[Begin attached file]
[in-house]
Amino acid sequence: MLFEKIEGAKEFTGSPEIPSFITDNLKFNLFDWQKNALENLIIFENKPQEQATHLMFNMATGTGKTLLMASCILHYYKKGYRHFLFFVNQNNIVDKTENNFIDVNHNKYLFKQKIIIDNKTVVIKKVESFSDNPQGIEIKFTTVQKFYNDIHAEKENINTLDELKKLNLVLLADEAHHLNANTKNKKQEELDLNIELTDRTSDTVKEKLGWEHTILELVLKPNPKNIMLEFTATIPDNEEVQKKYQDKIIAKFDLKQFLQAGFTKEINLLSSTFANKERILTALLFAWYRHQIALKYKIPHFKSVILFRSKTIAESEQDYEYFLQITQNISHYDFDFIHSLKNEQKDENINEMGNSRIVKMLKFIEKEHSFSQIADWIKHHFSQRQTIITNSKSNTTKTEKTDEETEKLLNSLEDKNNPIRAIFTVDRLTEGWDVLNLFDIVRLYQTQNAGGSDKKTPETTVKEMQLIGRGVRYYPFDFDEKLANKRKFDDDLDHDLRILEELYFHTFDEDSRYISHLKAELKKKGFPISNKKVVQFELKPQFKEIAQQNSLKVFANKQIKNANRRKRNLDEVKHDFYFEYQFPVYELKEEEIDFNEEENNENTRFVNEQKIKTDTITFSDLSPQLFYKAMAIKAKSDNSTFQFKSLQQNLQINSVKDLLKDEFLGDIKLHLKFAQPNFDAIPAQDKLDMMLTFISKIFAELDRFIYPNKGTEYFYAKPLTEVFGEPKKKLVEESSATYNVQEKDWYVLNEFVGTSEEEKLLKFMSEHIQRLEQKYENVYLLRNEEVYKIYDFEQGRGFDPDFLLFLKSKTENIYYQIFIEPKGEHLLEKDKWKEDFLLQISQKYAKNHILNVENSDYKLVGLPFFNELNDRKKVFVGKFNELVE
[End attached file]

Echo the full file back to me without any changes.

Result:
[in-house]
Amino acid sequence: MLFEKIEGAKEFTGSPEIPSFITDNLKFNLFDWQKNALENLIIFENKPQEQATHLMFNMATGTGKTLLMASCILHYYKKGYRHFLFFVNQNNIVDKTENNFIDVNHNKYLFKQKIIIDNKTVVIKKVESFSDNPQGIEIKFTTVQKFYNDIHAEKENINTLDELKKLNLVLLADEAHHLNANTKNKKQEELDLNIELTDRTSDTVKEKLGWEHTILELVLKPNPKNIMLEFTATIPDNEEVQKKYQDKIIAKFDLKQFLQAGFTKEINLLSSTFANKERILTALLFAWYRHQIALKYKIPHFKSVILFRSKTIAESEQDYEYFLQITQNISHYDFDFIHSLKNEQKDENINEMGNSRIVKMLKFIEKEHSFSQIADWIKHHFSQRQTIITNSKSNTTKTEKTDEETEKLLNSLEDKNNPIRAIFTVDRLTEGWDVLNLFDIVRLYQTQNAGGSDKKTPETTVKEMQLIGRGVRYYPFDFDEKLANKRKFDDDLDHDLRILEELYFHTFDEDSRYISHLKAELKKKGFPISNKKVVQFELKPQFKEIAQQNSLKVFANKQIKNANRRKRNLDEVKHDFYFEYQFPVYELKEEEIDFNEEENNENTRFVNEQKIKTDTITFSDLSPQLFYKAMAIKAKSDNSTFQFKSLQQNLQINSVKDLLKDEFLGDIKLHLKFAQPNFDAIPAQDKLDMMLTFISKIFAELDRFIYPNKGTEYFYAKPLTEVFGEPKKKLVEESSATYNVQEKDWYVLNEFVGTSEEEKLLKFMSEHIQRLEQKYENVYLLRNEEVYKIYDFEQGRGFDPDFLLFLKSKTENIYYQIFIEPKGEHLLEKDKWKEDFLLQISQKYAKNHILNVENSDYKLVGLPFFNELNDRKKVFVGKFNELVE